- Sat nav – make sure it’s offline and it’s up to date with the European roads
- Print off your maps – as a back up
- Have phone numbers to hand to contact the hotel/bed and breakfast in case you are lost or are running late
- Cash – Euros and British Sterling as well as your card. You’ll need to pay for the toll roads (card is easier – but have a passenger do this, as they will be on the correct side!) plus food on the ferry or train
Entertaining the kids on the journey
I have had experience travelling with a baby, a toddler, a child and a teenager! Of course, I only have two children but I’m considering each year we have done this.
What you’ll need for your baby or toddler
- Toys – and lots of them! If you have the space in your car then that would make life easier. It can be difficult if you can’t sit in the back with your little one (if the space is taken up with a sibling), so make sure you can reach everything. My daughter is constantly dropping toys and books on the floor and screams for me to pick them up
- Sunshade – keep the sun out of their eyes. Especially if you want them to nap
- Snacks – goes without saying. Keep plenty of snacks and drinks with you
- Baby wipes – you’ll no doubt end up with lots of uncomfortable sticky hands and faces
- Nappy bags – stock up on these for general rubbish too. Have extra wipes and nappies, as well as nappy bags and formula or milk if needed on you in the car, not packed in the suitcase. Take pre-made UHT milk or formula as there’s less hassle and it’ll be okay at room temperature. Keep them in a cool bag. If you breast feed then there should be plenty of places to stop off
- Blankets or a muslin. Make sure you child has something comforting and familiar
- Magicool spray. This is great in the heat. Spray on the body to cool it down or around the car if you’ve stopped for a break and the aircon has been switched off
- Calpol/Teething gel – just in case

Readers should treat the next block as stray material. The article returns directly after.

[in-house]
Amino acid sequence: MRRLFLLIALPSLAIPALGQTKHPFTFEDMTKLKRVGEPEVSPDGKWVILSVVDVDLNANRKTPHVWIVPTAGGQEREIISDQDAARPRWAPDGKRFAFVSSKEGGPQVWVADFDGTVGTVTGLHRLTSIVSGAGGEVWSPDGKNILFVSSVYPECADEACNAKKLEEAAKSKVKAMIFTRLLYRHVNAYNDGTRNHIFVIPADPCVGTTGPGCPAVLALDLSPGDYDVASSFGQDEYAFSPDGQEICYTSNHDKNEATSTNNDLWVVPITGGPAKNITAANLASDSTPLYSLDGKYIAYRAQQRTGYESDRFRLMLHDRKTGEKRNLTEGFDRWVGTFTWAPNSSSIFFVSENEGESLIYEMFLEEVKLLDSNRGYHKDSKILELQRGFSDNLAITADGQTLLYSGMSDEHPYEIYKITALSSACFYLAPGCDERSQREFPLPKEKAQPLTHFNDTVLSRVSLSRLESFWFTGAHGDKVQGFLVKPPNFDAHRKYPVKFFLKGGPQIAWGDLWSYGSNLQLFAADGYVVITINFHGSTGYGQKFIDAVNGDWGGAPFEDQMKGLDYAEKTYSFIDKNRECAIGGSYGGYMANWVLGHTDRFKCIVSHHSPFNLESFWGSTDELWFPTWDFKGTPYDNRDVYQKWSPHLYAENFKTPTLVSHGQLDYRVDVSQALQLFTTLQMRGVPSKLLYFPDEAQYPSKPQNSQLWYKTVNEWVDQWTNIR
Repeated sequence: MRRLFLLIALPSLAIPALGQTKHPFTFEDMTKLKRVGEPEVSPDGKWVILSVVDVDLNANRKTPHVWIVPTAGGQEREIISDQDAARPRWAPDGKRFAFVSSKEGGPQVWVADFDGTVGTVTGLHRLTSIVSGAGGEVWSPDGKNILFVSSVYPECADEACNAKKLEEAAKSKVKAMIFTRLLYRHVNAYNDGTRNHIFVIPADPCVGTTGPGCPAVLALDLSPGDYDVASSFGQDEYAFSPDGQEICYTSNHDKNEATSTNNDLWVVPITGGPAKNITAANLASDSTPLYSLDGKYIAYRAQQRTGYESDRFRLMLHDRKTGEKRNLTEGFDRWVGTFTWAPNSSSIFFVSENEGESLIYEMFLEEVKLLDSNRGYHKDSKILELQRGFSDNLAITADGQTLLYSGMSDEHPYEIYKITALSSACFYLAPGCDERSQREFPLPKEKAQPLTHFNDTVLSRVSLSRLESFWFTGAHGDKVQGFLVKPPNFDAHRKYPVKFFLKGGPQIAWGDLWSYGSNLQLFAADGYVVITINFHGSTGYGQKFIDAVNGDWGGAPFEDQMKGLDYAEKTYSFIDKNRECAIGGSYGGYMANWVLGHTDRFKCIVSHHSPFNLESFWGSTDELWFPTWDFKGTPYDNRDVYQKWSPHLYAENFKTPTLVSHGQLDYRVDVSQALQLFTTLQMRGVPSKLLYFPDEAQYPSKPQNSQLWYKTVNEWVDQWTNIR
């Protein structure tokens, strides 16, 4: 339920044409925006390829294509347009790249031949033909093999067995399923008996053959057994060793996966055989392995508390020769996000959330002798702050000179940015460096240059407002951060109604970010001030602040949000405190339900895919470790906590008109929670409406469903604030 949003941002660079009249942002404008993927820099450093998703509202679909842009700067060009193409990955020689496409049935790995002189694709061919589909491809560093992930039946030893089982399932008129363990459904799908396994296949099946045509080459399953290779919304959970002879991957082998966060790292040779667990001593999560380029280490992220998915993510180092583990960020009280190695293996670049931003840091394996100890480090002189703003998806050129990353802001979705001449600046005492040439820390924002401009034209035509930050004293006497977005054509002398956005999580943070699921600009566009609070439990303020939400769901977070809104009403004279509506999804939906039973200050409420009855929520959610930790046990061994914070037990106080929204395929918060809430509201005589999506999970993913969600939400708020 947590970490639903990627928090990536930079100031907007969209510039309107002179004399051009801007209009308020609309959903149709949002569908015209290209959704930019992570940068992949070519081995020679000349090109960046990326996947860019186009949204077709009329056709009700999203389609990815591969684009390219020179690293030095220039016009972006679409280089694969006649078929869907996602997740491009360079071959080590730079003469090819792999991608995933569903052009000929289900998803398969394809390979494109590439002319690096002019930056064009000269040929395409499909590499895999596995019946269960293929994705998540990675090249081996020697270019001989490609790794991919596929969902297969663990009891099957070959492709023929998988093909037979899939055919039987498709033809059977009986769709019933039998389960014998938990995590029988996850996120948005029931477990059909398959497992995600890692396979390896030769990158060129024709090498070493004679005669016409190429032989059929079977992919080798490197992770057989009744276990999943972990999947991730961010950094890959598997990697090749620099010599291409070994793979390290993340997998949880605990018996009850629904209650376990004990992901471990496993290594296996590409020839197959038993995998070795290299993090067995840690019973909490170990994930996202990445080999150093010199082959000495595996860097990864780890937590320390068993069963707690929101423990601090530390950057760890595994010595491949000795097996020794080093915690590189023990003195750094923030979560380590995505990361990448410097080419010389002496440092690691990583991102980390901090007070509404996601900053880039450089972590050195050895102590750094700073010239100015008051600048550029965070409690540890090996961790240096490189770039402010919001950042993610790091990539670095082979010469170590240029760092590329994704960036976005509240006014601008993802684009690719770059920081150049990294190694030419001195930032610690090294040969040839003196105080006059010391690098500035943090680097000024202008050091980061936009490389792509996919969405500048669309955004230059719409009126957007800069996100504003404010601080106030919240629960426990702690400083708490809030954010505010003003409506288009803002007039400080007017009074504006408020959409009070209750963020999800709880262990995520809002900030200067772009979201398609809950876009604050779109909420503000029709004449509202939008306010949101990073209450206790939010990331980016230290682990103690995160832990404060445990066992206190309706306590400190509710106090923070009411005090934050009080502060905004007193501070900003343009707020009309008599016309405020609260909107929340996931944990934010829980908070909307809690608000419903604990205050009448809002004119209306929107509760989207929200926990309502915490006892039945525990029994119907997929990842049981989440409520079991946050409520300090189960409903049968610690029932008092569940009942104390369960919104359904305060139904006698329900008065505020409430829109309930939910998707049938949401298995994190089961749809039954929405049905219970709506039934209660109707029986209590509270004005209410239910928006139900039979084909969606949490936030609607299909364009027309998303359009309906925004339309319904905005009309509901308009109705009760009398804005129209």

- Talc. I don’t usually use talc, but it’s useful for hot and sticky bodies that have been in the car for a length of time. It’s also great for brushing sand off at the beach (especially before putting on shoes) – another top tip!
- Music. We usually put on the radio because it’s hilarious listening to some of the stuff they play abroad! I also like to hear the different languages, especially as I’m learning to speak Italian. But if your little one gets bored of that, bring some nursery rhymes or Disney tunes to play for them
What you’ll need for an older child
- Tablet or Phone. I didn’t put this for babies or toddlers as different parents have different views on them. My son will play games on his phone. We download kids movies and puzzles for my daughter on the Amazon Fire, but we limit screen time. It’s given as a last resort – i.e if she’s screaming her head off!
- Snacks – again!
- Travel sickness tablets or Sea Bands
- Pillow. For sleeping or just using as a barrier to put in between them and their sibling!
- Books or puzzles
- Music to listen on their headphones
- Camera – They may want to snap the scenery! Or of course they could use their mobile to do that
- Chargers – Because 1% is a disaster..
It goes without saying – plenty of stop offs to stretch the legs, have a toilet break or snack/nappy change.
If you are potty training then you’ll need to take the potty for toilet breaks. But if you are considering starting potty training, I’d wait until you are back home and in your usual routine if possible.
And have fun! It can be stressful when the kids have a meltdown, but it’s all part of the experience!
Let me know how your road trip goes.